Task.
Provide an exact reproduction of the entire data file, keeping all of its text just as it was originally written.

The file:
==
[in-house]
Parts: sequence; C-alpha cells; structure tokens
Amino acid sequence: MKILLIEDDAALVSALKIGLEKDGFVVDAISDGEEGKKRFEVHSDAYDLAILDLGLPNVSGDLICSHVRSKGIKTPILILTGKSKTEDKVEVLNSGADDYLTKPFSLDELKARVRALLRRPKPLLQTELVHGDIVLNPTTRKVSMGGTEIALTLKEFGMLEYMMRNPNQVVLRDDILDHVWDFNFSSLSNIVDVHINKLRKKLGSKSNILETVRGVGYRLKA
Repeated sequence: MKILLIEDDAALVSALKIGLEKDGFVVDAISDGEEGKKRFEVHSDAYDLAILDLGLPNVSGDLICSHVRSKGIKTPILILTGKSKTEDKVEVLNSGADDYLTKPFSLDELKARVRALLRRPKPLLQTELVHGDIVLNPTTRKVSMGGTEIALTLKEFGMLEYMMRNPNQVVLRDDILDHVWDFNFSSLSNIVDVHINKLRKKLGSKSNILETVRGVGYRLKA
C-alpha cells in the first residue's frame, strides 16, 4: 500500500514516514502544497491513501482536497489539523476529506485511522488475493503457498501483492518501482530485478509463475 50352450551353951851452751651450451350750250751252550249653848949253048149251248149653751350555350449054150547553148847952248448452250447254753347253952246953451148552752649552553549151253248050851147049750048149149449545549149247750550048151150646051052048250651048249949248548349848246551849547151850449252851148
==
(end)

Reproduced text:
[in-house]
Parts: sequence; C-alpha cells; structure tokens
Amino acid sequence: MKILLIEDDAALVSALKIGLEKDGFVVDAISDGEEGKKRFEVHSDAYDLAILDLGLPNVSGDLICSHVRSKGIKTPILILTGKSKTEDKVEVLNSGADDYLTKPFSLDELKARVRALLRRPKPLLQTELVHGDIVLNPTTRKVSMGGTEIALTLKEFGMLEYMMRNPNQVVLRDDILDHVWDFNFSSLSNIVDVHINKLRKKLGSKSNILETVRGVGYRLKA
Repeated sequence: MKILLIEDDAALVSALKIGLEKDGFVVDAISDGEEGKKRFEVHSDAYDLAILDLGLPNVSGDLICSHVRSKGIKTPILILTGKSKTEDKVEVLNSGADDYLTKPFSLDELKARVRALLRRPKPLLQTELVHGDIVLNPTTRKVSMGGTEIALTLKEFGMLEYMMRNPNQVVLRDDILDHVWDFNFSSLSNIVDVHINKLRKKLGSKSNILETVRGVGYRLKA
C-alpha cells in the first residue's frame, strides 16, 4: 500500500514516514502544497491513501482536497489539523476529506485511522488475493503457498501483492518501482530485478509463475 50352450551353951851452751651450451350750250751252550249653848949253048149251248149653751350555350449054150547553148847952248448452250447254753347253952246953451148552752649552553549151253248050851147049750048149149449545549149247750550048151150646051052048250651048249949248548349848246551849547151850449252851148